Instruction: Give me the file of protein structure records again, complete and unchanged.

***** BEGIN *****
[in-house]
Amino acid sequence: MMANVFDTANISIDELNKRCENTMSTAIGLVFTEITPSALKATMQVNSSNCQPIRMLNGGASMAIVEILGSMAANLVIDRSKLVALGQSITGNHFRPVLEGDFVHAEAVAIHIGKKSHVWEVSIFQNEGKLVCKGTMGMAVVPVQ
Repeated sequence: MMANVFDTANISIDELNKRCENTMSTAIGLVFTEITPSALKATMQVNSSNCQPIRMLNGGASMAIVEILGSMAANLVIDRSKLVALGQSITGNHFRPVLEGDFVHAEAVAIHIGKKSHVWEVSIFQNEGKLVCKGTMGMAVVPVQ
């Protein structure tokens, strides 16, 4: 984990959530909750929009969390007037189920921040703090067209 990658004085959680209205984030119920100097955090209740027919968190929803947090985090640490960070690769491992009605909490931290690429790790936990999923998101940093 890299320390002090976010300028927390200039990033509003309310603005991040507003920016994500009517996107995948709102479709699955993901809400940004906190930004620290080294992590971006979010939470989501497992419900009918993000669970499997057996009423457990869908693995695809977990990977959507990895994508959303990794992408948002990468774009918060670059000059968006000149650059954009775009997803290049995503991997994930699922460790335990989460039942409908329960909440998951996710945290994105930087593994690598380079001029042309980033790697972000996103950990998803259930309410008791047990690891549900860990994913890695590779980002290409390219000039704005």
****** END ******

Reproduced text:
[in-house]
Amino acid sequence: MMANVFDTANISIDELNKRCENTMSTAIGLVFTEITPSALKATMQVNSSNCQPIRMLNGGASMAIVEILGSMAANLVIDRSKLVALGQSITGNHFRPVLEGDFVHAEAVAIHIGKKSHVWEVSIFQNEGKLVCKGTMGMAVVPVQ
Repeated sequence: MMANVFDTANISIDELNKRCENTMSTAIGLVFTEITPSALKATMQVNSSNCQPIRMLNGGASMAIVEILGSMAANLVIDRSKLVALGQSITGNHFRPVLEGDFVHAEAVAIHIGKKSHVWEVSIFQNEGKLVCKGTMGMAVVPVQ
């Protein structure tokens, strides 16, 4: 984990959530909750929009969390007037189920921040703090067209 990658004085959680209205984030119920100097955090209740027919968190929803947090985090640490960070690769491992009605909490931290690429790790936990999923998101940093 890299320390002090976010300028927390200039990033509003309310603005991040507003920016994500009517996107995948709102479709699955993901809400940004906190930004620290080294992590971006979010939470989501497992419900009918993000669970499997057996009423457990869908693995695809977990990977959507990895994508959303990794992408948002990468774009918060670059000059968006000149650059954009775009997803290049995503991997994930699922460790335990989460039942409908329960909440998951996710945290994105930087593994690598380079001029042309980033790697972000996103950990998803259930309410008791047990690891549900860990994913890695590779980002290409390219000039704005």